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Anne Donovan, the women's basketball coach at Seton Hall University, will be introduced today as head coach of the WNBA's Connecticut Sun, league sources told The Day on Wednesday night.
The press conference will be held at the Mohegan Sun Cabaret Theatre at 3 p.m.
Donovan, who coached the United States Olympic team to a gold medal during the 2008 Beijing Games and the Seattle Storm to the 2004 WNBA Championship (the Storm beat the Sun), replaces Mike Thibault, who was fired after 10 seasons.
Thibault, an assistant on Donovan's Olympic team, was recently named head coach and general manager of the Washington Mystics.
Donovan is expected to finish the season coaching Seton Hall but will have an active role in the Sun's offseason decisions, the sources said.
The 6-foot-8 Donovan, the NCAA's all-time shot blocker (801), was inducted into Naismith Basketball Hall of Fame in 1995. She's in her third season at Seton Hall, where the Pirates are 5-8 and begin their Big East season on Saturday against Pittsburgh.
Donovan, 51, has coached four different WNBA teams, most recently the New York Liberty in 2009-10. New York played for the 2010 Eastern Conference championship. She has a WNBA coaching record of 167-150, tying her for fourth in wins with former Los Angeles Sparks coach Michael Cooper.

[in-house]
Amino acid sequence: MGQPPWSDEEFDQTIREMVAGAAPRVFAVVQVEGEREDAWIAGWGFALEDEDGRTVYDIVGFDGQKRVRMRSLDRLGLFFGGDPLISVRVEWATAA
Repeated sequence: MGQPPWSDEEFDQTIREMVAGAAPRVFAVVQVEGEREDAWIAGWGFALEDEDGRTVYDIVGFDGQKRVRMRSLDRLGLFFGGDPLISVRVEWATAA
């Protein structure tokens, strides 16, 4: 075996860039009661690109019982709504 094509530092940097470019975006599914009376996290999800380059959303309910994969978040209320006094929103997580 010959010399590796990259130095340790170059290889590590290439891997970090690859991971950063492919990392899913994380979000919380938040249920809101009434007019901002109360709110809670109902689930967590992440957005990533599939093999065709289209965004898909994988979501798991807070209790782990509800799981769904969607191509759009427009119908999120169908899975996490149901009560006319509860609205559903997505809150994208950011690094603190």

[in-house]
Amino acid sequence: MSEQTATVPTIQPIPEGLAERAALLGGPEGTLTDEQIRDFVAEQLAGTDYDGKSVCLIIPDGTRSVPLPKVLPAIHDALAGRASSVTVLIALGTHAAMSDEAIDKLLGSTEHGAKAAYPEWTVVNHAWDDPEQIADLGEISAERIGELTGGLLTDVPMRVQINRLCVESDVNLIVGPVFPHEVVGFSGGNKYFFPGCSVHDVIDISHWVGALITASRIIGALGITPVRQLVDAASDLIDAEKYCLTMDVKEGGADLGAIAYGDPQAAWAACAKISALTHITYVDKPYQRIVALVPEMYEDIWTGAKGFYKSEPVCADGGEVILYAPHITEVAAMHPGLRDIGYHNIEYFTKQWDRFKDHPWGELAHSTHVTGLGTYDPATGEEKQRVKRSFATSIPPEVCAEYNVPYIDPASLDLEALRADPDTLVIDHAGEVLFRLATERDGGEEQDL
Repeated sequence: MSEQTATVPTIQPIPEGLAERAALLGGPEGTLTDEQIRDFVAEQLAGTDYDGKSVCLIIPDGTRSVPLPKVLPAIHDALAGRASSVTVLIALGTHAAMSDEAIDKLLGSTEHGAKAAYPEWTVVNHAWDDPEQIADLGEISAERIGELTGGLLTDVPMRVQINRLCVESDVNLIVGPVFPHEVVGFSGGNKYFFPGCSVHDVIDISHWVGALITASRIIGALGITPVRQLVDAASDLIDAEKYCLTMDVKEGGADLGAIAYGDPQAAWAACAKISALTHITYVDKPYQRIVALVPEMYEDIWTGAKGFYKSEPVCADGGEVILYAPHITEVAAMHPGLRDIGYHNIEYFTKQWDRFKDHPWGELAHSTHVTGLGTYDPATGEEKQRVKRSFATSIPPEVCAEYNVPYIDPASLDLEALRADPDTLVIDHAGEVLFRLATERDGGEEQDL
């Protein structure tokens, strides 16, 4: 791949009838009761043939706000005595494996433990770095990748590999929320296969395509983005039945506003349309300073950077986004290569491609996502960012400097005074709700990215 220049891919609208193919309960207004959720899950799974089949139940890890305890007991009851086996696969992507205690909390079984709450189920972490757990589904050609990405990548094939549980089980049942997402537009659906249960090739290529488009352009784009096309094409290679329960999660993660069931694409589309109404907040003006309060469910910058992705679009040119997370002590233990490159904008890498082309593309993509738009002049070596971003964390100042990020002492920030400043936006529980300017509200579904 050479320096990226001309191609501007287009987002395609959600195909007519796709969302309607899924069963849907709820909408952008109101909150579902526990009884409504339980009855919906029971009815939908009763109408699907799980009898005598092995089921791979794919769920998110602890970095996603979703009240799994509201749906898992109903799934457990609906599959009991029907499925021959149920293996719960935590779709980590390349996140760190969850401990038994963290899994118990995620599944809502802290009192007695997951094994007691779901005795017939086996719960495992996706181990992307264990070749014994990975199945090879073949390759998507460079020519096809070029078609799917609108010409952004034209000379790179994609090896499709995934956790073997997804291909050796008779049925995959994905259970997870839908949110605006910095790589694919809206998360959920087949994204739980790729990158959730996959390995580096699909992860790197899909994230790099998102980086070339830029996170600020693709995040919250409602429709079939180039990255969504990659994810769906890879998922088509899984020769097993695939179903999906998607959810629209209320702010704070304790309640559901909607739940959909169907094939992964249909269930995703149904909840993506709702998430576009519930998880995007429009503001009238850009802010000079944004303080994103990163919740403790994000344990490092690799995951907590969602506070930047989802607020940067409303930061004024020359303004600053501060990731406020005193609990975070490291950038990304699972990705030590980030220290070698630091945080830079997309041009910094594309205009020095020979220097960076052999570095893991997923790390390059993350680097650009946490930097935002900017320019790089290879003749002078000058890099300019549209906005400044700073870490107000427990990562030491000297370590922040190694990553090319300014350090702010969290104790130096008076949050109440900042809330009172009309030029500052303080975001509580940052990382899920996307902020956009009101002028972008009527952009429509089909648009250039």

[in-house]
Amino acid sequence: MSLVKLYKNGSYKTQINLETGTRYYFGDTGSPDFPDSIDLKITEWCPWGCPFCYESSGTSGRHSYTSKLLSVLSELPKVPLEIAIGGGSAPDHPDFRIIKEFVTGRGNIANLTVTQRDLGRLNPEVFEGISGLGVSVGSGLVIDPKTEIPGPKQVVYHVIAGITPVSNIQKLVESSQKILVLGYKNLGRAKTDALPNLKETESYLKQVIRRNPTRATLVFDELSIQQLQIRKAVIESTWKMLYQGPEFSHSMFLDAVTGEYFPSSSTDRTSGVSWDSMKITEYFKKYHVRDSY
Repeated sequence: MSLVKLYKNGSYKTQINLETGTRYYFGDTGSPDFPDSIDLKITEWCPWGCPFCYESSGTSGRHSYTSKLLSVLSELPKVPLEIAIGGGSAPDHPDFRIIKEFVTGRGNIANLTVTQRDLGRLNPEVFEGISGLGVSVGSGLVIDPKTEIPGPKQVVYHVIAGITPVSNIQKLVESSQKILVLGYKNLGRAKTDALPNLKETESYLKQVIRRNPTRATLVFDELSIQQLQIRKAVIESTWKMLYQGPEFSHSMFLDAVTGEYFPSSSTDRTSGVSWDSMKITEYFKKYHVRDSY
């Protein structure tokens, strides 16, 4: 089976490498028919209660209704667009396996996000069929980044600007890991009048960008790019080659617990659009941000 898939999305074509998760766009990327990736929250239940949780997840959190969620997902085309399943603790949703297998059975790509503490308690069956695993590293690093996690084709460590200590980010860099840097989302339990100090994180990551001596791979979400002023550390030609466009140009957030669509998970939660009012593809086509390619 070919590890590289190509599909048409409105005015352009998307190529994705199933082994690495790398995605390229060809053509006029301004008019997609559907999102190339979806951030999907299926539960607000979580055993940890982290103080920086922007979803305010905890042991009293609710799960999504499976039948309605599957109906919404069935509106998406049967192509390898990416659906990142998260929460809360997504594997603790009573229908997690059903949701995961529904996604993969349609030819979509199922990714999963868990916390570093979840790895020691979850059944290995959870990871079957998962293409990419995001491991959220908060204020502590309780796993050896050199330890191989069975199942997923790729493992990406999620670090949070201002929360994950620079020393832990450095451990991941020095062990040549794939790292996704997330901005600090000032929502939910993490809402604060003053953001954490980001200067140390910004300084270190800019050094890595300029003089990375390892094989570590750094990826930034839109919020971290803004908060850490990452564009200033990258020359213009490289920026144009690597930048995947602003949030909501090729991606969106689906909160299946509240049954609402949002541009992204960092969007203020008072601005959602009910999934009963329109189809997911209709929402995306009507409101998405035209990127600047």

Donovan had extraordinary success with USA Basketball. She won gold as a player in 1984 and 1988, and she has a 58-6 record as a head coach.
Minnesota forward Taj McWilliams-Franklin, a former Sun player, said that Donovan was her role model during a 2004 interview with wnba.com.
"She was the first woman that was tall and graceful," McWilliams-Franklin said. "Off the court, she made me proud to be tall. On the court, she taught me to work on my game and accept criticism."
Sun guard Kara Lawson played for Donovan at the 2008 Beijing Games. Guard Kalana Greene also played for Donovan during her 2010 rookie season with the New York Liberty.
Connecticut finished 25-9 last season and finished first in the Eastern Conference. They lost to the eventual WNBA champion Indiana Fever in three games during the conference final.